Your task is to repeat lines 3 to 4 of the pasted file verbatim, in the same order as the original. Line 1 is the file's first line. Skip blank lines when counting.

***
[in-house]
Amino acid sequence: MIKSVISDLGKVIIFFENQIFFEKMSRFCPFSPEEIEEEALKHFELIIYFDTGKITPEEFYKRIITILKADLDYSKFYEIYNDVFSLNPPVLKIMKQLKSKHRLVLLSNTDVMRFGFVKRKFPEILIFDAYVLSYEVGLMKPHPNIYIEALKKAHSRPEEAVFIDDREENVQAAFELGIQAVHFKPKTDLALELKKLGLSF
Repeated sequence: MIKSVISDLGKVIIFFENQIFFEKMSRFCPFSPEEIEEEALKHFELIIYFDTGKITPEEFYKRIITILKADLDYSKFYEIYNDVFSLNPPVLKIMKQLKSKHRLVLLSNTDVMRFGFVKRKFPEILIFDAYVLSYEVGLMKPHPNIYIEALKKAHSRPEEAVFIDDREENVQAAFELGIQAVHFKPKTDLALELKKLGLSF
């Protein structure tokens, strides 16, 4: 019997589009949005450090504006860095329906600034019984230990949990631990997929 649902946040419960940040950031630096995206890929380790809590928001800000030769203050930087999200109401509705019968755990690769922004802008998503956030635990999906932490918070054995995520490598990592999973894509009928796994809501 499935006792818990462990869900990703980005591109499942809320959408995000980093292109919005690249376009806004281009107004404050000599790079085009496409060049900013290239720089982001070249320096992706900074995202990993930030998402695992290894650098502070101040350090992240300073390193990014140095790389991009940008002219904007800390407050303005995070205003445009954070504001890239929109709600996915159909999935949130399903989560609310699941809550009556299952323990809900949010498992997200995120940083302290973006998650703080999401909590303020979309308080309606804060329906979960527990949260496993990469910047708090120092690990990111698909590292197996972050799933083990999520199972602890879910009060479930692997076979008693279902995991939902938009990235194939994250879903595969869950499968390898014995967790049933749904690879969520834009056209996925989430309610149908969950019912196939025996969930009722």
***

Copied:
Repeated sequence: MIKSVISDLGKVIIFFENQIFFEKMSRFCPFSPEEIEEEALKHFELIIYFDTGKITPEEFYKRIITILKADLDYSKFYEIYNDVFSLNPPVLKIMKQLKSKHRLVLLSNTDVMRFGFVKRKFPEILIFDAYVLSYEVGLMKPHPNIYIEALKKAHSRPEEAVFIDDREENVQAAFELGIQAVHFKPKTDLALELKKLGLSF
């Protein structure tokens, strides 16, 4: 019997589009949005450090504006860095329906600034019984230990949990631990997929 649902946040419960940040950031630096995206890929380790809590928001800000030769203050930087999200109401509705019968755990690769922004802008998503956030635990999906932490918070054995995520490598990592999973894509009928796994809501 499935006792818990462990869900990703980005591109499942809320959408995000980093292109919005690249376009806004281009107004404050000599790079085009496409060049900013290239720089982001070249320096992706900074995202990993930030998402695992290894650098502070101040350090992240300073390193990014140095790389991009940008002219904007800390407050303005995070205003445009954070504001890239929109709600996915159909999935949130399903989560609310699941809550009556299952323990809900949010498992997200995120940083302290973006998650703080999401909590303020979309308080309606804060329906979960527990949260496993990469910047708090120092690990990111698909590292197996972050799933083990999520199972602890879910009060479930692997076979008693279902995991939902938009990235194939994250879903595969869950499968390898014995967790049933749904690879969520834009056209996925989430309610149908969950019912196939025996969930009722």